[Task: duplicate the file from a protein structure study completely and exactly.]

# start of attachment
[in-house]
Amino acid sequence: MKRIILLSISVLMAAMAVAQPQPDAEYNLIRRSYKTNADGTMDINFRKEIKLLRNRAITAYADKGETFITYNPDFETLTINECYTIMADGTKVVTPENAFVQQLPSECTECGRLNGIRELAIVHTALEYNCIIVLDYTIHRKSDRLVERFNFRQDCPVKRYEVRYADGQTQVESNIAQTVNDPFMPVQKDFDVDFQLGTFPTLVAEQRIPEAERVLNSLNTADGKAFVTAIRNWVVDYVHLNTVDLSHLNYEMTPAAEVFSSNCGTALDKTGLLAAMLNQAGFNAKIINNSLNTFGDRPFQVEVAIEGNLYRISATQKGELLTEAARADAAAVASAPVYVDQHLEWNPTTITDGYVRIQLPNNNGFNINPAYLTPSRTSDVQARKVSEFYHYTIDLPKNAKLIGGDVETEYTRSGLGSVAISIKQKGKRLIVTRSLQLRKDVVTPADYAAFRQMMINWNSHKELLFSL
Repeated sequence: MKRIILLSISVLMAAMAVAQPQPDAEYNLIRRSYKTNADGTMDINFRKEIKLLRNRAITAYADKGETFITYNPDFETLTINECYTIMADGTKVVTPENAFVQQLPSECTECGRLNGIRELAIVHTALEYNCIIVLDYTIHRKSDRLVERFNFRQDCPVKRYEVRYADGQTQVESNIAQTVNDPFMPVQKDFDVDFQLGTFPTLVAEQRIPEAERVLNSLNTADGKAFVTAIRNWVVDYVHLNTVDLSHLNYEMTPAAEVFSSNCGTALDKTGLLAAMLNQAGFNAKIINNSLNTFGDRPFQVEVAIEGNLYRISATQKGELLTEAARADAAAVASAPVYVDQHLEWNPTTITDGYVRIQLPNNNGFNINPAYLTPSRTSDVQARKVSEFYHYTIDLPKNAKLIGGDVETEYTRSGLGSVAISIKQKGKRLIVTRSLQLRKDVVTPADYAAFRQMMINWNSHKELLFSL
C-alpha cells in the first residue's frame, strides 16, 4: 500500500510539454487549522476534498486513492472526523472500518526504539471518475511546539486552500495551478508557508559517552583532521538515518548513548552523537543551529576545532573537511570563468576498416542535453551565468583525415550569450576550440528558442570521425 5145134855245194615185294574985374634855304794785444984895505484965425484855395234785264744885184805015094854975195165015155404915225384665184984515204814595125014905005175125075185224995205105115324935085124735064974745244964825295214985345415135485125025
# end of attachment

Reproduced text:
[in-house]
Amino acid sequence: MKRIILLSISVLMAAMAVAQPQPDAEYNLIRRSYKTNADGTMDINFRKEIKLLRNRAITAYADKGETFITYNPDFETLTINECYTIMADGTKVVTPENAFVQQLPSECTECGRLNGIRELAIVHTALEYNCIIVLDYTIHRKSDRLVERFNFRQDCPVKRYEVRYADGQTQVESNIAQTVNDPFMPVQKDFDVDFQLGTFPTLVAEQRIPEAERVLNSLNTADGKAFVTAIRNWVVDYVHLNTVDLSHLNYEMTPAAEVFSSNCGTALDKTGLLAAMLNQAGFNAKIINNSLNTFGDRPFQVEVAIEGNLYRISATQKGELLTEAARADAAAVASAPVYVDQHLEWNPTTITDGYVRIQLPNNNGFNINPAYLTPSRTSDVQARKVSEFYHYTIDLPKNAKLIGGDVETEYTRSGLGSVAISIKQKGKRLIVTRSLQLRKDVVTPADYAAFRQMMINWNSHKELLFSL
Repeated sequence: MKRIILLSISVLMAAMAVAQPQPDAEYNLIRRSYKTNADGTMDINFRKEIKLLRNRAITAYADKGETFITYNPDFETLTINECYTIMADGTKVVTPENAFVQQLPSECTECGRLNGIRELAIVHTALEYNCIIVLDYTIHRKSDRLVERFNFRQDCPVKRYEVRYADGQTQVESNIAQTVNDPFMPVQKDFDVDFQLGTFPTLVAEQRIPEAERVLNSLNTADGKAFVTAIRNWVVDYVHLNTVDLSHLNYEMTPAAEVFSSNCGTALDKTGLLAAMLNQAGFNAKIINNSLNTFGDRPFQVEVAIEGNLYRISATQKGELLTEAARADAAAVASAPVYVDQHLEWNPTTITDGYVRIQLPNNNGFNINPAYLTPSRTSDVQARKVSEFYHYTIDLPKNAKLIGGDVETEYTRSGLGSVAISIKQKGKRLIVTRSLQLRKDVVTPADYAAFRQMMINWNSHKELLFSL
C-alpha cells in the first residue's frame, strides 16, 4: 500500500510539454487549522476534498486513492472526523472500518526504539471518475511546539486552500495551478508557508559517552583532521538515518548513548552523537543551529576545532573537511570563468576498416542535453551565468583525415550569450576550440528558442570521425 5145134855245194615185294574985374634855304794785444984895505484965425484855395234785264744885184805015094854975195165015155404915225384665184984515204814595125014905005175125075185224995205105115324935085124735064974745244964825295214985345415135485125025